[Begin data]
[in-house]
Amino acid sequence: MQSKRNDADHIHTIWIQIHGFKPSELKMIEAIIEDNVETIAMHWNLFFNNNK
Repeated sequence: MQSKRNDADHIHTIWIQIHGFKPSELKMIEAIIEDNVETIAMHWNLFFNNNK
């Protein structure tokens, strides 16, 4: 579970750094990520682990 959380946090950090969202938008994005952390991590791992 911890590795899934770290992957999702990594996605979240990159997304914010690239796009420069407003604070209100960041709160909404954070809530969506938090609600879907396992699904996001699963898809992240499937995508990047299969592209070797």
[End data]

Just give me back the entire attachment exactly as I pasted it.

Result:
[in-house]
Amino acid sequence: MQSKRNDADHIHTIWIQIHGFKPSELKMIEAIIEDNVETIAMHWNLFFNNNK
Repeated sequence: MQSKRNDADHIHTIWIQIHGFKPSELKMIEAIIEDNVETIAMHWNLFFNNNK
């Protein structure tokens, strides 16, 4: 579970750094990520682990 959380946090950090969202938008994005952390991590791992 911890590795899934770290992957999702990594996605979240990159997304914010690239796009420069407003604070209100960041709160909404954070809530969506938090609600879907396992699904996001699963898809992240499937995508990047299969592209070797």